Giant tumefactive perivascular spaces: A case report

Keith Freeman, Richard Hays, Joshua Kouri
Surgical Neurology International 2020, 11: 191
32754362

Background: Perivascular spaces are interstitial fluid-filled regions located deep to the pia mater. They play roles in lymphatic drainage and the central nervous system immunological function. When they enlarge, they are referred to as giant tumefactive perivascular spaces. Often misdiagnosed as cystic neoplasms, they require a high degree of clinical suspicion and key radiological features to be accurately diagnosed. We describe an interesting case in which a man presented with worsening headache, subsequently found on neuroimaging to have this phenomenon.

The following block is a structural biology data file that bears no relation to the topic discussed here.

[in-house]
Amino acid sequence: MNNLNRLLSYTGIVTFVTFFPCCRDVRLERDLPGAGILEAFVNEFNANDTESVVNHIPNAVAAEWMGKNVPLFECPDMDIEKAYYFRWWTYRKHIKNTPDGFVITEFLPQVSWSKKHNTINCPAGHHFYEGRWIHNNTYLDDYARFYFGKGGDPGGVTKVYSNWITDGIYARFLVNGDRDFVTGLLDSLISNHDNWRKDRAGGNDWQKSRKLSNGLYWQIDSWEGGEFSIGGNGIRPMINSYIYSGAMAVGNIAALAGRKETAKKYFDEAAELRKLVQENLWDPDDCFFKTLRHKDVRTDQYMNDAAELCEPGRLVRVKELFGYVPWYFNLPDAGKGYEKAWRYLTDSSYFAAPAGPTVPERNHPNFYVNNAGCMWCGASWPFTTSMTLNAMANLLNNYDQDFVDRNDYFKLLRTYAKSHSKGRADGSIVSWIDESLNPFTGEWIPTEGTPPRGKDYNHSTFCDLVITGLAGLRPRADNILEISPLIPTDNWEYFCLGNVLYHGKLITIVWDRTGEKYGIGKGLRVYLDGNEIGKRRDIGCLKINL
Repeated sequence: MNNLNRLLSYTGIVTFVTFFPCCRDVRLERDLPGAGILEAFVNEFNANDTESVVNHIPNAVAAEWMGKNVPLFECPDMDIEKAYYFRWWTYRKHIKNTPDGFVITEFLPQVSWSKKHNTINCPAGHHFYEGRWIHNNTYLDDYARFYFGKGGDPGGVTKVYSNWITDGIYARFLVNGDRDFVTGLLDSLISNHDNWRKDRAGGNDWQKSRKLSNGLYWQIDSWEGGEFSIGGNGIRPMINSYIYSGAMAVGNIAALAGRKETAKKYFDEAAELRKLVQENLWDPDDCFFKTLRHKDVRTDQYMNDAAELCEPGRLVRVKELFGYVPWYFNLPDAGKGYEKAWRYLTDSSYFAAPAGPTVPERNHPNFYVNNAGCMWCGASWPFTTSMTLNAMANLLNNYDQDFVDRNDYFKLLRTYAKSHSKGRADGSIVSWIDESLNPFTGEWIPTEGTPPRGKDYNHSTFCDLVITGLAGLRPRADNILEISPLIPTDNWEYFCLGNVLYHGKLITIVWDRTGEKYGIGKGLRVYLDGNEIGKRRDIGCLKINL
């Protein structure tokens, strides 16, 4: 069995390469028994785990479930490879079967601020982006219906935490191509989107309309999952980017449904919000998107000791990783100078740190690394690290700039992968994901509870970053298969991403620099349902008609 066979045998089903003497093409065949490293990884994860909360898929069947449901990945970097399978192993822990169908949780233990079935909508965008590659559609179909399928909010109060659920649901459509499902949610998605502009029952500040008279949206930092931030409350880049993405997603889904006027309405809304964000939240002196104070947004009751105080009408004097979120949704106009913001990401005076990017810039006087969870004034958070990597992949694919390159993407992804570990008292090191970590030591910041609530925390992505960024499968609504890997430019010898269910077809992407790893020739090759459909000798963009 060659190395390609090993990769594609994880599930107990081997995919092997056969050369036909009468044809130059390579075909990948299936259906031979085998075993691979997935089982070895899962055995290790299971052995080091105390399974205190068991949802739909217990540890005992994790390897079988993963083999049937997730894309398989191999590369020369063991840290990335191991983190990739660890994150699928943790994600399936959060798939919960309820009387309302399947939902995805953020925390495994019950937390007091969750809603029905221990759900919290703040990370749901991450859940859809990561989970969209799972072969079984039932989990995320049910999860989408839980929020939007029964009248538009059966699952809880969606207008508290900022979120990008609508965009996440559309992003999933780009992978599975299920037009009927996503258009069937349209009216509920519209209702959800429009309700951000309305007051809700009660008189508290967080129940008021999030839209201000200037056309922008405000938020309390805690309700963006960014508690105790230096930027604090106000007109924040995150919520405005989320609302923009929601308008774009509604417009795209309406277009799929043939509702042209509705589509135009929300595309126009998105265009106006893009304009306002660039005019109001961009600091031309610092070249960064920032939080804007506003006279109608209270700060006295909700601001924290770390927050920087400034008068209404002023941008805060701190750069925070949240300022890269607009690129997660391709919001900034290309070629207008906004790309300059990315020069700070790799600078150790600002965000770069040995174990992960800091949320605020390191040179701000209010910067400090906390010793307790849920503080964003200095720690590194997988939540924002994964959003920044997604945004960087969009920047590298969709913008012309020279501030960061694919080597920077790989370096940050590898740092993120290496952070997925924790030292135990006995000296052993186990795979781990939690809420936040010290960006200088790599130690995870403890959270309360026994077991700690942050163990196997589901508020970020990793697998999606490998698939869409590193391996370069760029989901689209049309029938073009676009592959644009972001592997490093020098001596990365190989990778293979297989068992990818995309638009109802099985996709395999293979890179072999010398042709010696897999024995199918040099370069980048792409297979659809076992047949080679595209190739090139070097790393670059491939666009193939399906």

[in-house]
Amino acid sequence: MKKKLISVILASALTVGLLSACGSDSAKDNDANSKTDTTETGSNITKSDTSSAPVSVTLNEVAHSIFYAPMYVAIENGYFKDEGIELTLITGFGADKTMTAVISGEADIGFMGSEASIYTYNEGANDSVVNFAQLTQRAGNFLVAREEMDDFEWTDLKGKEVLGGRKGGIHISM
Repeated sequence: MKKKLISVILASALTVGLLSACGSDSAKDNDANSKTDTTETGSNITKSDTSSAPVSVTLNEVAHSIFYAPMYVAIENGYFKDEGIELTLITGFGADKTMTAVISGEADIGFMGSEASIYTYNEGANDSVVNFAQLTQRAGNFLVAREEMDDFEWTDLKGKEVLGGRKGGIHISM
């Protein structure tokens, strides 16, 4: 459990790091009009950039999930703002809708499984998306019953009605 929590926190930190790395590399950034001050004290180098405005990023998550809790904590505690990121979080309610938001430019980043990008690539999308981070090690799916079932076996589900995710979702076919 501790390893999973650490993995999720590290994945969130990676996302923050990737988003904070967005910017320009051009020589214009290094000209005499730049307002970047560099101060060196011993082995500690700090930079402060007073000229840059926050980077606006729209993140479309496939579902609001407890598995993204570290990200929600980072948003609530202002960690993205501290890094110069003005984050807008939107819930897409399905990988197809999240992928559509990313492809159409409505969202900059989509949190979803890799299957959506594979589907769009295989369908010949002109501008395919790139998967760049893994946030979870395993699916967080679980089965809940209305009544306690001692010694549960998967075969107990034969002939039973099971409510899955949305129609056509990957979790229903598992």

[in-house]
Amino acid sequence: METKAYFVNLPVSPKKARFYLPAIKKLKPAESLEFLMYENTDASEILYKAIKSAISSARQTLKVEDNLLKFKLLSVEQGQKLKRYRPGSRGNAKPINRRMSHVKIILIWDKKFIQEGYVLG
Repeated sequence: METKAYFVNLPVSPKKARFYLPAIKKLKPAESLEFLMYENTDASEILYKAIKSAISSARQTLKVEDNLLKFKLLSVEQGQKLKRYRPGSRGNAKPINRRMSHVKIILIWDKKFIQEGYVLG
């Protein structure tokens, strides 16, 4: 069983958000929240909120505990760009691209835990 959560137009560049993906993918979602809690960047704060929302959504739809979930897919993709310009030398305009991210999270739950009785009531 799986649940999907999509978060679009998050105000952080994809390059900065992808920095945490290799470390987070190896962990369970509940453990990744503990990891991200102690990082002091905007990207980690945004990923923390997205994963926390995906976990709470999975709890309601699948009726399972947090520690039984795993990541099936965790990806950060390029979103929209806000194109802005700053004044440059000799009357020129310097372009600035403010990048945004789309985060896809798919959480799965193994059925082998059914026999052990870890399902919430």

Case Description: A 32-year-old man with low testosterone presented to the ER for worsening headache, blurred vision, and photophobia. Computed tomography of the brain showed hydrocephalus with follow-up magnetic resonance imaging revealing several enlarged cystic spaces within the brain, concerning for neoplasm. He ultimately left against medical advice before the further evaluation was done. He followed up with a neurosurgeon as an outpatient, where further review showed characteristic features indicative of giant tumefactive perivascular spaces, thus avoiding the need for unnecessary biopsy and potential surgery.

Conclusion: Often misdiagnosed as cystic neoplasms, giant tumefactive perivascular spaces are benign processes that can have a broad presentation with the most common finding being a headache. Key radiologic features, including smooth margins, isointensity to cerebrospinal fluid, and lack of postcontrast enhancement, are crucial to diagnosis, preventing unnecessary surgery with increased morbidity.

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